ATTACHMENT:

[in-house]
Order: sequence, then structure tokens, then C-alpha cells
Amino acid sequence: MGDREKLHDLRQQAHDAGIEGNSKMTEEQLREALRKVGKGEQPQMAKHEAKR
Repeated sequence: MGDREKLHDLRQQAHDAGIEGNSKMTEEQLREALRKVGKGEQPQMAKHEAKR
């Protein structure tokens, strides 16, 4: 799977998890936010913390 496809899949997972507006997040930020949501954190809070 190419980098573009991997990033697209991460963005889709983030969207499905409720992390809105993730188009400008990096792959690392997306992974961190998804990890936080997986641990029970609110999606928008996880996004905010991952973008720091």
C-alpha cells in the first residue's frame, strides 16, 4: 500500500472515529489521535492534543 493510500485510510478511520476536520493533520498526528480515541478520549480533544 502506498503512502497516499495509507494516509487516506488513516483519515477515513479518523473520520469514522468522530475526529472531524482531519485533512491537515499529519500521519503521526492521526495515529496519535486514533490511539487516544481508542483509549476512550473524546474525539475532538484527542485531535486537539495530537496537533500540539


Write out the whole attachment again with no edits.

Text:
[in-house]
Order: sequence, then structure tokens, then C-alpha cells
Amino acid sequence: MGDREKLHDLRQQAHDAGIEGNSKMTEEQLREALRKVGKGEQPQMAKHEAKR
Repeated sequence: MGDREKLHDLRQQAHDAGIEGNSKMTEEQLREALRKVGKGEQPQMAKHEAKR
């Protein structure tokens, strides 16, 4: 799977998890936010913390 496809899949997972507006997040930020949501954190809070 190419980098573009991997990033697209991460963005889709983030969207499905409720992390809105993730188009400008990096792959690392997306992974961190998804990890936080997986641990029970609110999606928008996880996004905010991952973008720091």
C-alpha cells in the first residue's frame, strides 16, 4: 500500500472515529489521535492534543 493510500485510510478511520476536520493533520498526528480515541478520549480533544 502506498503512502497516499495509507494516509487516506488513516483519515477515513479518523473520520469514522468522530475526529472531524482531519485533512491537515499529519500521519503521526492521526495515529496519535486514533490511539487516544481508542483509549476512550473524546474525539475532538484527542485531535486537539495530537496537533500540539